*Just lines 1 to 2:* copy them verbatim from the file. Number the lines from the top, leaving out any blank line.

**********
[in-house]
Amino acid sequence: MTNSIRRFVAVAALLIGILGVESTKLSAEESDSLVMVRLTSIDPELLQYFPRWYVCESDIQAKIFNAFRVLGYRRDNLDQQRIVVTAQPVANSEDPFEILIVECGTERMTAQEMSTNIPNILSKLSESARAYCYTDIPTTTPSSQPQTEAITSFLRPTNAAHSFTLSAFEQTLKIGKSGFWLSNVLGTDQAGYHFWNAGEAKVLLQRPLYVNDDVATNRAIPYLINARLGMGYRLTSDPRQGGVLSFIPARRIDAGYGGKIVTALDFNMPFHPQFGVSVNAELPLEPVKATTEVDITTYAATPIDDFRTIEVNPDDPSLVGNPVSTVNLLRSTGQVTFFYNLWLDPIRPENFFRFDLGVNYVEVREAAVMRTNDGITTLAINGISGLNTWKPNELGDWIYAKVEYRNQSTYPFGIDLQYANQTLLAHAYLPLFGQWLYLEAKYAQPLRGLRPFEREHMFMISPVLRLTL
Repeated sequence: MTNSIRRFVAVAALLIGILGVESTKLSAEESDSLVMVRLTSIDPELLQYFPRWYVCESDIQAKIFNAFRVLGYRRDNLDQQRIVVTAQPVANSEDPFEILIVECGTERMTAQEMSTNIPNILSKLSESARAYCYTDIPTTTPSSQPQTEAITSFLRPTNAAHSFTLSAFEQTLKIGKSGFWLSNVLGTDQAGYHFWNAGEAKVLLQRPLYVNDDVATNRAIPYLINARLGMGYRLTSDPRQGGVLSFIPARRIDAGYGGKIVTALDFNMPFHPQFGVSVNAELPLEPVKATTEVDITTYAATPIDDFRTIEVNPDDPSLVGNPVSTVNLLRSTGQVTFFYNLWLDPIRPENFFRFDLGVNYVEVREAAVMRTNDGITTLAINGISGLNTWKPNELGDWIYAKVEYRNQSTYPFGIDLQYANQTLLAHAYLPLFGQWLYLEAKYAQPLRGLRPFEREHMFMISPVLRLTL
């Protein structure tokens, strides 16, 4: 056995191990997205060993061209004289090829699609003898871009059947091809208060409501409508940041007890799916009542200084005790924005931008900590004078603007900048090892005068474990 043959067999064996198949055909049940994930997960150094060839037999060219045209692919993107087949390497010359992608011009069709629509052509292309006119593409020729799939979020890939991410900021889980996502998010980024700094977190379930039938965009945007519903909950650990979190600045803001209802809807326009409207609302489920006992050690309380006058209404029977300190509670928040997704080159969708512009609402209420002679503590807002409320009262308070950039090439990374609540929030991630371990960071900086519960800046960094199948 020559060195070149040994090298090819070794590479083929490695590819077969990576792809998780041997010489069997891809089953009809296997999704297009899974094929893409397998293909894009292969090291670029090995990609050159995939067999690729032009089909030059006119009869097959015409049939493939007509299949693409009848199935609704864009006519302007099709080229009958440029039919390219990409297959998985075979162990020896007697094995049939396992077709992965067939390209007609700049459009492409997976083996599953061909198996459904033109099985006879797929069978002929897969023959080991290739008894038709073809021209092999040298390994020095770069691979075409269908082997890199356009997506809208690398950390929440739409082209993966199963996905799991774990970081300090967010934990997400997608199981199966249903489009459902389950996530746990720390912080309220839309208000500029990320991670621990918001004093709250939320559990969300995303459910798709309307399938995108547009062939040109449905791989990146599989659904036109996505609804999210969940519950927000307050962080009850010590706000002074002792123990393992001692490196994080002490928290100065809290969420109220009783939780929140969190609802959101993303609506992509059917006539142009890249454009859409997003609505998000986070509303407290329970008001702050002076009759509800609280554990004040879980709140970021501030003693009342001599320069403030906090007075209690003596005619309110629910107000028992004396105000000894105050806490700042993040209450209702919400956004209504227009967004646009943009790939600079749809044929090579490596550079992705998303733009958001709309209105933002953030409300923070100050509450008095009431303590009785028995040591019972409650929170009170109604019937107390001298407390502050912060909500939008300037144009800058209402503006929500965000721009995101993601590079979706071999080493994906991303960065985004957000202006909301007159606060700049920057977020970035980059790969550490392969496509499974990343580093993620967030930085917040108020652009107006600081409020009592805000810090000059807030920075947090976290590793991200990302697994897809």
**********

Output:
[in-house]
Amino acid sequence: MTNSIRRFVAVAALLIGILGVESTKLSAEESDSLVMVRLTSIDPELLQYFPRWYVCESDIQAKIFNAFRVLGYRRDNLDQQRIVVTAQPVANSEDPFEILIVECGTERMTAQEMSTNIPNILSKLSESARAYCYTDIPTTTPSSQPQTEAITSFLRPTNAAHSFTLSAFEQTLKIGKSGFWLSNVLGTDQAGYHFWNAGEAKVLLQRPLYVNDDVATNRAIPYLINARLGMGYRLTSDPRQGGVLSFIPARRIDAGYGGKIVTALDFNMPFHPQFGVSVNAELPLEPVKATTEVDITTYAATPIDDFRTIEVNPDDPSLVGNPVSTVNLLRSTGQVTFFYNLWLDPIRPENFFRFDLGVNYVEVREAAVMRTNDGITTLAINGISGLNTWKPNELGDWIYAKVEYRNQSTYPFGIDLQYANQTLLAHAYLPLFGQWLYLEAKYAQPLRGLRPFEREHMFMISPVLRLTL